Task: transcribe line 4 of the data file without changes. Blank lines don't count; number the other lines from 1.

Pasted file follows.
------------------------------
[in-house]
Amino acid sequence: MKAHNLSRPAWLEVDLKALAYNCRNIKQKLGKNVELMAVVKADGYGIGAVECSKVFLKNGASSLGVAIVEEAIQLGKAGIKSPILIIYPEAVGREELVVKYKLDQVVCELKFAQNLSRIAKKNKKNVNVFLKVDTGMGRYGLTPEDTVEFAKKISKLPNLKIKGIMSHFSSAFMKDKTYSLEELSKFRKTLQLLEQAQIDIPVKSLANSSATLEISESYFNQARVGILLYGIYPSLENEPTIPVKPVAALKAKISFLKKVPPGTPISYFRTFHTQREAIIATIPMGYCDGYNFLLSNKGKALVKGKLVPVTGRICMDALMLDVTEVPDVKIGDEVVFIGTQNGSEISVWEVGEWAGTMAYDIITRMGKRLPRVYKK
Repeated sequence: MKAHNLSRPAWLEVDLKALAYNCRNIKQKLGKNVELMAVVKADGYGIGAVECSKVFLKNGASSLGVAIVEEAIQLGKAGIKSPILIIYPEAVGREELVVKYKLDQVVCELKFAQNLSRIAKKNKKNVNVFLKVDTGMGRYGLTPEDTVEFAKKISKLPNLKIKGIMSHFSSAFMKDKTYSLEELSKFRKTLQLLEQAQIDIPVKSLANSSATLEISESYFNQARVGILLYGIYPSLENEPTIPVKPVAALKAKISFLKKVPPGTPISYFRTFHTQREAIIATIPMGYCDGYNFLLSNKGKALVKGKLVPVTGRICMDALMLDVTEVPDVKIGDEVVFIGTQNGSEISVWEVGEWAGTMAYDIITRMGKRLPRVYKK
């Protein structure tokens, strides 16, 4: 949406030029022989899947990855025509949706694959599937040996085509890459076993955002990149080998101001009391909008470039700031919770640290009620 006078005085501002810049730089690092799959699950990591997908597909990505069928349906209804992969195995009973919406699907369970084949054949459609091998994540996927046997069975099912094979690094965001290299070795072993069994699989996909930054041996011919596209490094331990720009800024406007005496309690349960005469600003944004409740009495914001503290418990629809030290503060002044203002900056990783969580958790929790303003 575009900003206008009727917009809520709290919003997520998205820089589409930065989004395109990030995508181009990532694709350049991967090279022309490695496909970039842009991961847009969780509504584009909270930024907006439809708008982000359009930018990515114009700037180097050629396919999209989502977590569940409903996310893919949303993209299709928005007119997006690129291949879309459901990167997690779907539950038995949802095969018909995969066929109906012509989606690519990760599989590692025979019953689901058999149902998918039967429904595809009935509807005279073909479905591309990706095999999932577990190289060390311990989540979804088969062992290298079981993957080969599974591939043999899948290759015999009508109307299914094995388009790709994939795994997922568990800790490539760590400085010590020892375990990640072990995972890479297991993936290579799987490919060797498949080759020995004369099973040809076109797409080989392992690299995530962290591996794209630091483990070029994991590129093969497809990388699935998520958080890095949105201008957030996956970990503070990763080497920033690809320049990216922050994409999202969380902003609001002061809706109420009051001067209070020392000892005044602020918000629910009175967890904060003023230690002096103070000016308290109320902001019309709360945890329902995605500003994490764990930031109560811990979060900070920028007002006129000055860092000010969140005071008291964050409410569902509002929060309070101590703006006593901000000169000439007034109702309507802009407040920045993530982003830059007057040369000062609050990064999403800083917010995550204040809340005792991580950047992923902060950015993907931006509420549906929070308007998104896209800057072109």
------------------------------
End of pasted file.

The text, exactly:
């Protein structure tokens, strides 16, 4: 949406030029022989899947990855025509949706694959599937040996085509890459076993955002990149080998101001009391909008470039700031919770640290009620 006078005085501002810049730089690092799959699950990591997908597909990505069928349906209804992969195995009973919406699907369970084949054949459609091998994540996927046997069975099912094979690094965001290299070795072993069994699989996909930054041996011919596209490094331990720009800024406007005496309690349960005469600003944004409740009495914001503290418990629809030290503060002044203002900056990783969580958790929790303003 575009900003206008009727917009809520709290919003997520998205820089589409930065989004395109990030995508181009990532694709350049991967090279022309490695496909970039842009991961847009969780509504584009909270930024907006439809708008982000359009930018990515114009700037180097050629396919999209989502977590569940409903996310893919949303993209299709928005007119997006690129291949879309459901990167997690779907539950038995949802095969018909995969066929109906012509989606690519990760599989590692025979019953689901058999149902998918039967429904595809009935509807005279073909479905591309990706095999999932577990190289060390311990989540979804088969062992290298079981993957080969599974591939043999899948290759015999009508109307299914094995388009790709994939795994997922568990800790490539760590400085010590020892375990990640072990995972890479297991993936290579799987490919060797498949080759020995004369099973040809076109797409080989392992690299995530962290591996794209630091483990070029994991590129093969497809990388699935998520958080890095949105201008957030996956970990503070990763080497920033690809320049990216922050994409999202969380902003609001002061809706109420009051001067209070020392000892005044602020918000629910009175967890904060003023230690002096103070000016308290109320902001019309709360945890329902995605500003994490764990930031109560811990979060900070920028007002006129000055860092000010969140005071008291964050409410569902509002929060309070101590703006006593901000000169000439007034109702309507802009407040920045993530982003830059007057040369000062609050990064999403800083917010995550204040809340005792991580950047992923902060950015993907931006509420549906929070308007998104896209800057072109």